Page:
You make some good points. The only reason that I linked to a sustained transfer rate test in the first link is that If the drive cannot do a sustained transfer faster than what the optical drive needs, then the burn is going to have problems. It does have to be able to do a sustained transfer fast enough, but like you said, there is more to it than that. If it is a boot drive (which I kind of assumed it wouldn't be as he said it was going to be a second drive), you have to be able to randomly read as the os and other programs (multiple background program's, even if you don't have programs running) will be accessing the derive at the same time, including the burning program. Even still, a 7200 rpm drive as boot drive should be able to do a single 16x burn without problems. There is even less of an issue if it is a data drive.
as far as a raptor being better and faster, to an extent I agree that access times and such are very important, particularly with a boot drive. A raptor tests with a sequential read rate of 69MBps. The 3 drive array that I run has a sequential read rate of 144MBps (207Mbps buffered). You would think that would mean that the 3 drive array is way faster (and in certain circumstances it is). If you are running a boot drive though, that fast access time of the raptor kills the difference. The raptor has a random read rate of 49Mbps. The 3 drive array that I am running has a random read rate of 63Mbps. That huge speed difference is gone due to the fast access time of the raptor (though the raid array does seem to compete and is cheaper per gig). It wouldn't surprise me if a 2 drive raid might be the same or a bit slower than a raptor (though getting close to raptor random access speeds for a lot less per gig might appeal to some).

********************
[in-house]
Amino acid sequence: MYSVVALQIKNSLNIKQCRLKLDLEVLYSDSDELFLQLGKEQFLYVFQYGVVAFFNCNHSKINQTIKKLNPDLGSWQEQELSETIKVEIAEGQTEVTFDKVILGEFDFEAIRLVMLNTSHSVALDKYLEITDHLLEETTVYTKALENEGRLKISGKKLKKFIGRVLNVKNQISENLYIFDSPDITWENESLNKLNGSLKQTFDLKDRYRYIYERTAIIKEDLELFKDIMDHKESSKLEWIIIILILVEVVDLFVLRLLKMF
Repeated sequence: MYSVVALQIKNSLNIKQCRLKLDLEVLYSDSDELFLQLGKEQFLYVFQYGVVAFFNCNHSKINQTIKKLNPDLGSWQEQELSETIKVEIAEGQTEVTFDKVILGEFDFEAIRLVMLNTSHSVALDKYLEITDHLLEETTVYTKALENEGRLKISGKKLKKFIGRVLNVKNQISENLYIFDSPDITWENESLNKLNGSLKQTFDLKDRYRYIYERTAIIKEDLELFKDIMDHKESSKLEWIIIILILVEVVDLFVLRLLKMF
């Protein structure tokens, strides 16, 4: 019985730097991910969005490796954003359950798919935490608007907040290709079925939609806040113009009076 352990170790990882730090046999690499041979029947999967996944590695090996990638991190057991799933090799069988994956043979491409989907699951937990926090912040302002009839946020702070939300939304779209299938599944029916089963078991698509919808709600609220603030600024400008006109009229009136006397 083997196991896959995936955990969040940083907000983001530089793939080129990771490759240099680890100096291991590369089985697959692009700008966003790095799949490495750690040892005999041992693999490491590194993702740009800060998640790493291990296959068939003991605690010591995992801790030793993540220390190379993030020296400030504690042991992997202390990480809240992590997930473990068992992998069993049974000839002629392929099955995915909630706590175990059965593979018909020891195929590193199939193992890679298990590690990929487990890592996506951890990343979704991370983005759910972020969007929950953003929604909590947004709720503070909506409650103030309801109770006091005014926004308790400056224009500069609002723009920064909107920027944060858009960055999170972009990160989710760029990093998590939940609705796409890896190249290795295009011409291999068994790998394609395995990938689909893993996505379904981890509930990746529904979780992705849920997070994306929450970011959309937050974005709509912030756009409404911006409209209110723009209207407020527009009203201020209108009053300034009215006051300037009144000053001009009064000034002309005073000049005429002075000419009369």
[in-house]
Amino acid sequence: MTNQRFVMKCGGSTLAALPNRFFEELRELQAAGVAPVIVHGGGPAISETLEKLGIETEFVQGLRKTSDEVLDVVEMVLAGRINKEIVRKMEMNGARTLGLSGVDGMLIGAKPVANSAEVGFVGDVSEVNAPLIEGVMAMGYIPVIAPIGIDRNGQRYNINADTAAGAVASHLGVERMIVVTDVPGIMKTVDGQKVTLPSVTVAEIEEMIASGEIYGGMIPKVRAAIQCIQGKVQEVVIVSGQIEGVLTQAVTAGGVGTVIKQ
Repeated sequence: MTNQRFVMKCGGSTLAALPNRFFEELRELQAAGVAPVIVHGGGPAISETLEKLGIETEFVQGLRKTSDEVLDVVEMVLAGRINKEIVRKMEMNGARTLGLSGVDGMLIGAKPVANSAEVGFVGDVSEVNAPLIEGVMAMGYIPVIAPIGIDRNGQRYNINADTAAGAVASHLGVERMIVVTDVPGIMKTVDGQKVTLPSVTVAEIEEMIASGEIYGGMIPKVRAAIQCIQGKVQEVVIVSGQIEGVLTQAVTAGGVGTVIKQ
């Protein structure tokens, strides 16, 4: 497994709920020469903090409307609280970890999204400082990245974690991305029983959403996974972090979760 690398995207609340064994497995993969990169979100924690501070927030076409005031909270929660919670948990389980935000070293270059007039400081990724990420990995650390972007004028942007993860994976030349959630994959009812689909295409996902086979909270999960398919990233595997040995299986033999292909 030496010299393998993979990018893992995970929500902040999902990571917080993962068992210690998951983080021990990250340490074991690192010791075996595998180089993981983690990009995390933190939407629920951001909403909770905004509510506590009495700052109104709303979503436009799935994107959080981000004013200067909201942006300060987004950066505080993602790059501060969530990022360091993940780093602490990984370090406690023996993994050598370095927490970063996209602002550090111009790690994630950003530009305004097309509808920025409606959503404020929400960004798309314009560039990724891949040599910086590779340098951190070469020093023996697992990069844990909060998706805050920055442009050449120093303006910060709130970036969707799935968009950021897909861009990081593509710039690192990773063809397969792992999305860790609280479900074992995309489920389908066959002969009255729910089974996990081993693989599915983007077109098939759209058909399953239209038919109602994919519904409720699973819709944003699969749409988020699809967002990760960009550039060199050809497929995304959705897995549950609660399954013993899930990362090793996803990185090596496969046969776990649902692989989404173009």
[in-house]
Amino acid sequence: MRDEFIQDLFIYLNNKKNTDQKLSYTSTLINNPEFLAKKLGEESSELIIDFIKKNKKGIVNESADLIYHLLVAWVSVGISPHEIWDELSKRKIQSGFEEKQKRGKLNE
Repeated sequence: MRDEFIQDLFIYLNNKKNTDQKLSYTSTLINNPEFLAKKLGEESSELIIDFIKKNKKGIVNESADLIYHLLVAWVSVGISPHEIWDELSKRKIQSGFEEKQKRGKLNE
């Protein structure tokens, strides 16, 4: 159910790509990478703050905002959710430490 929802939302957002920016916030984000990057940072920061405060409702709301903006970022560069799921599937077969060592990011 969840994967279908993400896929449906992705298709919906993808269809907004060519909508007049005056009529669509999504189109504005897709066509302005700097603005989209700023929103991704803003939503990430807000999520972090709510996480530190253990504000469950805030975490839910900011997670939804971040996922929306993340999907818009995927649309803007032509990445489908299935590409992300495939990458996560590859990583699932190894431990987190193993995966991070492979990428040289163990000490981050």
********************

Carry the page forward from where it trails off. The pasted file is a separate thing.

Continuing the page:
All in all, I only look at these benchmarks to get a rough idea anyway. You can run a benchmark 5 times and get different results each time (though they tend to be in the same ballpark). The controller can make a huge difference too (which would apply to raptors too). I have a true 4 channel pata promise raid card (not a cheap card). In a 2 drive raid, it can barely beat a single drive. In a 4 drive raid, it barely beats a 2 drive raid on my much cheaper siig raid card (which rather pissed me off). I'm actually quite amazed by the three drive raid that I am running now (I have only been running it for a short while and it is by far the fastest I have seen). The weird thing is that a 4 drive raid on the same controllers is slower (I'm guessing due to the drives). I have 3 matched hitachi sata drives, and a single pata hitachi. I tried it with a syba pata sata adapter and the forth drive slowed it down. I may have to test it with my abit sata pata adapter as it ran great with raids in the past (but wont fit in this case, dang it). I have even noticed that single drives can have speed differences on different controllers. All in all, there are endless variables. I really don't want to argue weather a raptor or a raid array is faster, as there are so many variables. I do think it is fair to say that taking cost per gig and speed into account, raid arrays can compete in a certain respect with raptors, no problem. Raptors surely have their advantages too, though they are a little pricey for me (especially considering the performance I have gotten from some raid arrays). If nothing else, a raid 0 with 2 7200 rpm drives will beat a single 7200 rpm drive hands down, and cost per gig is similar.